There is typically one vision of the academic college experience: Students will take classes for four years, receive an undergraduate degree and secure a job in their respective field.
However for some students, the journey to finding what they want to do for the rest of their life is less conventional.
Neuroscience senior Sierra Perez began at Michigan State University with a clear idea of what she wanted to do post-graduation. Now her plans look much different.
“I started at MSU as a human biology major with a very serious interest in being a physician assistant,” Perez said. “As I kept doing things and learning more about the neuroscience program, I ended up changing my major to neuroscience.”
After Perez changed her major, she learned about an MSU dual degree program where she could work towards a bachelor’s and master’s degree at the same time. Perez applied and was one of the few applicants accepted.
“As I kept doing epidemiological work, I realized my interest in helping individuals and patient lives is more focused on helping people understand what's going on, not doing the research and a bunch of statistical work,” Perez said.
Ready to explore the public health field, Perez applied to Emory University’s and University of Michigan’s graduate schools. She was accepted to both.
Perez said studying neuroscience was an experience that will set her apart from other candidates in her field. Though she won’t be going into the neuroscience field, studying this was part of the process of finding what she would truly enjoy doing for the rest of her life.
“I can use my interest of intense science for just communicating with people and help bridge the gap between medical professionals and the public,” Perez said.
Other students choose to pursue post-graduation plans different from their area of study because they find it difficult to secure a job.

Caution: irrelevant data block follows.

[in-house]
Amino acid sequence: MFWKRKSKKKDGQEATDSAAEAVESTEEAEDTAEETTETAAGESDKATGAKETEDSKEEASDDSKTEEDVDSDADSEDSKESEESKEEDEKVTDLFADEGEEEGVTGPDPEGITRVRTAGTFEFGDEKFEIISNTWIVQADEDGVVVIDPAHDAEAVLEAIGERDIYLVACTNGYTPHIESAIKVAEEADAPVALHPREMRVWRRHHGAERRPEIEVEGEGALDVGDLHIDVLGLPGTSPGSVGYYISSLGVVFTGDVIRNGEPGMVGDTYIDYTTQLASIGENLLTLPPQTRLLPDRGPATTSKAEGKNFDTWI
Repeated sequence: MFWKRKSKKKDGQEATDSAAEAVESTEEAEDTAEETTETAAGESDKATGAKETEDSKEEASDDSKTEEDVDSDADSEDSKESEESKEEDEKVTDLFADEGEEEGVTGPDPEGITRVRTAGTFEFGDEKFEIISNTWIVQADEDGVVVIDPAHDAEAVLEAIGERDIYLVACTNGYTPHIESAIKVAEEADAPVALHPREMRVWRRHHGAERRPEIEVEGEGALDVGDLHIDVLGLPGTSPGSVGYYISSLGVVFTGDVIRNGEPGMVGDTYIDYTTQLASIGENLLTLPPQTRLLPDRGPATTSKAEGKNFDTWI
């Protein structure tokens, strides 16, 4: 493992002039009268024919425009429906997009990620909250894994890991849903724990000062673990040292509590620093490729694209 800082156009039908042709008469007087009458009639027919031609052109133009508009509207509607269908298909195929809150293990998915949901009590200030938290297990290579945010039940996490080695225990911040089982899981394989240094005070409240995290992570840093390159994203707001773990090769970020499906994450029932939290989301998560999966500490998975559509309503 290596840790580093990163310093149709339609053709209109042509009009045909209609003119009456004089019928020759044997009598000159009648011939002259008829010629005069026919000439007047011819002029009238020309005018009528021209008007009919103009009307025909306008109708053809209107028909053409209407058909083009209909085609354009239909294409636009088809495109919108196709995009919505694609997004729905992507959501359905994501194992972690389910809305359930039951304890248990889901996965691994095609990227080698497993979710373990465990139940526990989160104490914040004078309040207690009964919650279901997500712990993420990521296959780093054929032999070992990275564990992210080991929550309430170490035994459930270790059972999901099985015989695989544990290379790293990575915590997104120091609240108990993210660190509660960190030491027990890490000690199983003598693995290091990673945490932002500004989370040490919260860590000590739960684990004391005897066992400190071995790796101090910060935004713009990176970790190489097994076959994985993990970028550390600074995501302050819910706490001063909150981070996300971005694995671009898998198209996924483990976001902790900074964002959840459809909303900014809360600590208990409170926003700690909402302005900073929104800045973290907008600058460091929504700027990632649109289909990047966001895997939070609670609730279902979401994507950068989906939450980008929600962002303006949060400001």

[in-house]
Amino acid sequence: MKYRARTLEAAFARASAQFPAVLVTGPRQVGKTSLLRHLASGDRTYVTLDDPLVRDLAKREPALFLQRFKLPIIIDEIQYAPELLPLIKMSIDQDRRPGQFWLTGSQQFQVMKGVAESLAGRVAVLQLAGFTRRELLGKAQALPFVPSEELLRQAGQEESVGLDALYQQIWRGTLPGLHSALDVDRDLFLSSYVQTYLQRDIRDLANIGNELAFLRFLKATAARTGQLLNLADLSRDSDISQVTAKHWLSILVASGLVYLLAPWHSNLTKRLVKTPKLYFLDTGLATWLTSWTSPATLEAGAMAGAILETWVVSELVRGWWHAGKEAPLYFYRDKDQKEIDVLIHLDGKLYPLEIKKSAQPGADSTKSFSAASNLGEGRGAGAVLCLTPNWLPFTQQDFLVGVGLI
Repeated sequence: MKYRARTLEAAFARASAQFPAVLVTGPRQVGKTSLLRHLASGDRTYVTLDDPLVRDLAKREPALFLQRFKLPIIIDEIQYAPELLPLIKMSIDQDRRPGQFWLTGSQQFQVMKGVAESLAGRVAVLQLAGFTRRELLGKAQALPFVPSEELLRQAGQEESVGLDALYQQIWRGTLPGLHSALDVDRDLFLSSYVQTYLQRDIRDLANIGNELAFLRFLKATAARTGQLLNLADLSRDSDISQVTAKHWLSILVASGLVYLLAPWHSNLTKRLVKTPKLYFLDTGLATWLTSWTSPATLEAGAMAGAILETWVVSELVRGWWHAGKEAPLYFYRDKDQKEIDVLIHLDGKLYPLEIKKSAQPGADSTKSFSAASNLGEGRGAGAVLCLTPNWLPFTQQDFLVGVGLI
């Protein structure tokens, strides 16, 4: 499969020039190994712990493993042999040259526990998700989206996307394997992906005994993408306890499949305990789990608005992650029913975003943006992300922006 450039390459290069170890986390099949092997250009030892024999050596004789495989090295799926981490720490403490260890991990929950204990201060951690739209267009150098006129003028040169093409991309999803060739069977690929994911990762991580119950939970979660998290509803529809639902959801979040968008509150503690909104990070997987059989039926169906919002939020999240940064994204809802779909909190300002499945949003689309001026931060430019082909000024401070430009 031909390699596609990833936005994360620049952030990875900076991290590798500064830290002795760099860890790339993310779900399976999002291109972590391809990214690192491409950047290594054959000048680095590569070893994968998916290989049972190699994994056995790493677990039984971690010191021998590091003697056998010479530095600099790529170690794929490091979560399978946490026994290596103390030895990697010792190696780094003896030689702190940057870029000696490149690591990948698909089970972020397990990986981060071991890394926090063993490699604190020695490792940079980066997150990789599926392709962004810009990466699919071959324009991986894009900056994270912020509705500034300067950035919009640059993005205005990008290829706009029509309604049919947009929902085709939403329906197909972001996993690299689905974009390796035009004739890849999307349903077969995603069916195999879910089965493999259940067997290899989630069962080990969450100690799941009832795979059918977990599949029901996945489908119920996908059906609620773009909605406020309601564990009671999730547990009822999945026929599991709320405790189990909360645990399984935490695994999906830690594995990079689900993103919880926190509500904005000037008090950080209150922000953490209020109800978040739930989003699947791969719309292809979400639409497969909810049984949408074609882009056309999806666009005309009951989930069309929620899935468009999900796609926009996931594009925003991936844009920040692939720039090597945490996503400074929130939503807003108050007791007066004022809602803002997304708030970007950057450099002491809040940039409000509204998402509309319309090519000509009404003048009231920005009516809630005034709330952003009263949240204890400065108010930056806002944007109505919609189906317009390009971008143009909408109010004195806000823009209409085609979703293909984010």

Economics senior Brenden Watson will join the army for cyber operations after graduation. Low-paying jobs dissuaded him from pursuing an economics job post-graduation.
“When I was applying for economics jobs, it was kind of aimless jobs,” Watson said. “Expensive cities are where most of the jobs were, and they weren't paying very much.”
Watson said before he studied economics, he didn’t know he would likely need a graduate degree to secure a well-paying job in the field. However, he said he does not regret getting his degree in economics.
“I still appreciate the knowledge,” Watson said. “Economics is super important to know because there's a lot of misinformation around economic policies.”
Human biology senior Christina Cattivera is getting her master’s in social work after finishing her degree. Her decision was prompted by the changing academic environment of the pandemic.
“I had originally planned on going to medical school,” Cattivera said. “But then the pandemic and everything made academics harder. I feel like the whole field of medicine and health care has really changed, and it wasn't a path I think I wanted to follow anymore.”
Cattivera said it wasn’t a difficult process to switch paths, and that a lot of people believe that their major and job must correlate.
“I don't think anybody really tells you that you can do different things,” Cattivera said. “There's plenty of opportunities, having college education is beneficial regardless, and I think a lot of people either forget about that or never were told.”
This story was featured in our graduation edition. Read the full issue here.
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